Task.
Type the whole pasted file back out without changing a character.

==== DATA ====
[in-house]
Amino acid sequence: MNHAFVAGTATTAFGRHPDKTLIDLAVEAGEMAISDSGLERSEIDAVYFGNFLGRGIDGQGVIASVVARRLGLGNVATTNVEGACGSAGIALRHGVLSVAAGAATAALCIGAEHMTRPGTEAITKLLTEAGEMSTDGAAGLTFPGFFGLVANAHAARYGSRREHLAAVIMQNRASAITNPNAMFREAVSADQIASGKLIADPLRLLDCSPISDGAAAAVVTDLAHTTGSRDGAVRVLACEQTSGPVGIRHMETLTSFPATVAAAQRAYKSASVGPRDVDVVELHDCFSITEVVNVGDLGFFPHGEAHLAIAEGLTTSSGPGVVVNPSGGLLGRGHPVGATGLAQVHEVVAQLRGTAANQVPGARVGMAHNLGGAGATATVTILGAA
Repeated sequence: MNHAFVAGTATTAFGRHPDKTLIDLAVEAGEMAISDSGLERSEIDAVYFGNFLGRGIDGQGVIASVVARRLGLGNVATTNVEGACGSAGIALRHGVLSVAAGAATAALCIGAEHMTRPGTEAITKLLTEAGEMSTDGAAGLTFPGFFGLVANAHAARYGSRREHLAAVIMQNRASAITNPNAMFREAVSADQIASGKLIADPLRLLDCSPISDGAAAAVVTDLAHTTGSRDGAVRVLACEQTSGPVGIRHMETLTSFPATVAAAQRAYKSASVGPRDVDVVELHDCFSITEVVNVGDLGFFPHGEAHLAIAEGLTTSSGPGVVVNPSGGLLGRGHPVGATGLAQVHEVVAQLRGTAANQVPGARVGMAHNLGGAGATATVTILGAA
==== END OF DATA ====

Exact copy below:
[in-house]
Amino acid sequence: MNHAFVAGTATTAFGRHPDKTLIDLAVEAGEMAISDSGLERSEIDAVYFGNFLGRGIDGQGVIASVVARRLGLGNVATTNVEGACGSAGIALRHGVLSVAAGAATAALCIGAEHMTRPGTEAITKLLTEAGEMSTDGAAGLTFPGFFGLVANAHAARYGSRREHLAAVIMQNRASAITNPNAMFREAVSADQIASGKLIADPLRLLDCSPISDGAAAAVVTDLAHTTGSRDGAVRVLACEQTSGPVGIRHMETLTSFPATVAAAQRAYKSASVGPRDVDVVELHDCFSITEVVNVGDLGFFPHGEAHLAIAEGLTTSSGPGVVVNPSGGLLGRGHPVGATGLAQVHEVVAQLRGTAANQVPGARVGMAHNLGGAGATATVTILGAA
Repeated sequence: MNHAFVAGTATTAFGRHPDKTLIDLAVEAGEMAISDSGLERSEIDAVYFGNFLGRGIDGQGVIASVVARRLGLGNVATTNVEGACGSAGIALRHGVLSVAAGAATAALCIGAEHMTRPGTEAITKLLTEAGEMSTDGAAGLTFPGFFGLVANAHAARYGSRREHLAAVIMQNRASAITNPNAMFREAVSADQIASGKLIADPLRLLDCSPISDGAAAAVVTDLAHTTGSRDGAVRVLACEQTSGPVGIRHMETLTSFPATVAAAQRAYKSASVGPRDVDVVELHDCFSITEVVNVGDLGFFPHGEAHLAIAEGLTTSSGPGVVVNPSGGLLGRGHPVGATGLAQVHEVVAQLRGTAANQVPGARVGMAHNLGGAGATATVTILGAA